Boasting a strong and accurate arm, Woodson enters the season with a school record streak of 162 consecutive passes without an interception. Last season, he led the SEC with 270.4 passing yards per game and 31 touchdown passes. He threw for 3,515 yards while completing 63 percent of his attempts.
Last year's Heisman Trophy runner-up and Doak Walker Award recipient as the nation's top running back, McFadden has posted consecutive 1,000-yard rushing seasons. He rushed for 1,647 last season despite starting the year with a severely injured toe. He has exceeded 100 yards in a game 12 times in his career.
One of the most overused quotes in sports is that a backup player "could start for any other team." In Jones' case, it's the truth. Despite playing behind McFadden, Jones was second in the SEC in '06 with 1,168 rushing yards and he averaged 7.6 yards per carry.
A game-winning touchdown grab in the final seconds against Tennessee was one of his 59 catches a year ago. He amassed that many catches despite playing alongside two receivers that were first-round NFL draft choices. This year he will be the Tigers' top target.
A junior college transfer who played his first Division I-A season last year, he posted the second most tackles in the SEC with 207. He also had 85 solo tackles, which is the most of any returning player in the SEC.
One of the nation's premier middle linebackers, Goff is excellent against the run and pass. Last season he posted double-digit tackle totals in three games and never had fewer than five. He also had an interception and forced two fumbles.
If not for health issues, he'd likely be named All-American. Knee and ankle injuries forced him to miss more than half of last season, yet Arnold still notched three 'pancake' blocks and 20 knockdowns.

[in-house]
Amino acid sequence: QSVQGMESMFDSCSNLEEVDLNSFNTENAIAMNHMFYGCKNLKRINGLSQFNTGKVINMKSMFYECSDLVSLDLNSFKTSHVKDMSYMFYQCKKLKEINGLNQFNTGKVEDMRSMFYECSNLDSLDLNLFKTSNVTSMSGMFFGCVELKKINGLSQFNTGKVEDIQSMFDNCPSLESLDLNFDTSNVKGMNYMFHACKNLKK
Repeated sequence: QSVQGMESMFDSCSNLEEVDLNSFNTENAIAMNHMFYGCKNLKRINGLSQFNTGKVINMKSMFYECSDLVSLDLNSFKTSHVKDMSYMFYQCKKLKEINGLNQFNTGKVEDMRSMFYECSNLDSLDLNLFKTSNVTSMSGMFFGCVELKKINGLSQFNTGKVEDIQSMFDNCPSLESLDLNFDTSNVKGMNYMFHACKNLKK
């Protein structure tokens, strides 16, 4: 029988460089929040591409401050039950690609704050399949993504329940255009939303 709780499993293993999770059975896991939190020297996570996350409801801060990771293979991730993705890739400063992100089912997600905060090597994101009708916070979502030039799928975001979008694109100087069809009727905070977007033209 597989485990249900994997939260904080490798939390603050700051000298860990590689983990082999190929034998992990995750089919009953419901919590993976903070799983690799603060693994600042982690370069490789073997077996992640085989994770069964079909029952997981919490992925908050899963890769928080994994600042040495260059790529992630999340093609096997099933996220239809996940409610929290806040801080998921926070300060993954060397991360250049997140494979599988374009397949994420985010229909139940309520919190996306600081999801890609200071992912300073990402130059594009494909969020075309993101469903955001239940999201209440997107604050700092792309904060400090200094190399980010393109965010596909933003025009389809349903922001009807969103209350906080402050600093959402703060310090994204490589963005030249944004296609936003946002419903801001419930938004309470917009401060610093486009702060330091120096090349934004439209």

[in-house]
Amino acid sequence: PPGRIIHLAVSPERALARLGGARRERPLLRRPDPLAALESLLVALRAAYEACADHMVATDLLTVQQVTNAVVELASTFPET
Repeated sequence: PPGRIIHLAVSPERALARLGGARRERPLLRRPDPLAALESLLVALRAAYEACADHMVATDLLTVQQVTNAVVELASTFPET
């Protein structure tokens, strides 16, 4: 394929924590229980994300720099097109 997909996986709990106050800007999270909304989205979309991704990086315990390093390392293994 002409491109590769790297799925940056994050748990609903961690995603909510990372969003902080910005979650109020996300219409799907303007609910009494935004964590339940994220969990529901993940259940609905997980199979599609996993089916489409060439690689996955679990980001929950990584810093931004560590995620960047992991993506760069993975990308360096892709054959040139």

Equally adept and run and pass blocking, he posted 57 knockdown blocks and graded out at 84 percent last season. He recorded at least five knockdown blocks in six games, and six times he graded 100 percent for pass blocking.
Harvin could be a selection at running back or receiver if he specialized. But he's so effective, he can be used anywhere. As a freshman he gained 427 yards rushing, 428 yards receiving and averaged 11.4 yards for the 75 times he touched the ball. He's going to touch it more frequently this year.
Little was an all-conference selection in 2005. His totals dipped in '06 largely because of an injury that forced him to miss four games and limited his productivity in four others. He came on strong and recorded more than half of his rushing yardage in the last four games of last season, including a 119-yard performance against Tennessee.
A second-team All-SEC selection a year ago, Hall is coming off an excellent junior year in which he caught 62 passes for 1,056 yards and five touchdowns. He set a school record with seven 100-yard receiving games, including five in a row against Arkansas, Florida, Duke, Ole Miss and Tennessee.
He's quite literally grown into the role of an effective offensive lineman. At 6-foot-7, 351 pounds, he's the biggest LSU football player in history. He started 10 games last season and recorded 62 knockdowns and 22 "pancake" blocks for the Tigers, who last season led the SEC in total offense.
Joiner was a key, though often overlooked, figure in the Gators' national championship campaign. His 59 tackles led all Florida defensive backs, and he also had two interceptions. He'll have more responsibility this year as the only returning starter in the secondary.
Perhaps the fastest player in college football, Holliday's role in the offense is expected to increase significantly. Last season he averaged 12.3 yards on 14 rushes and 32.4 yards on five kickoff returns. He should get many more opportunities to touch the ball this season.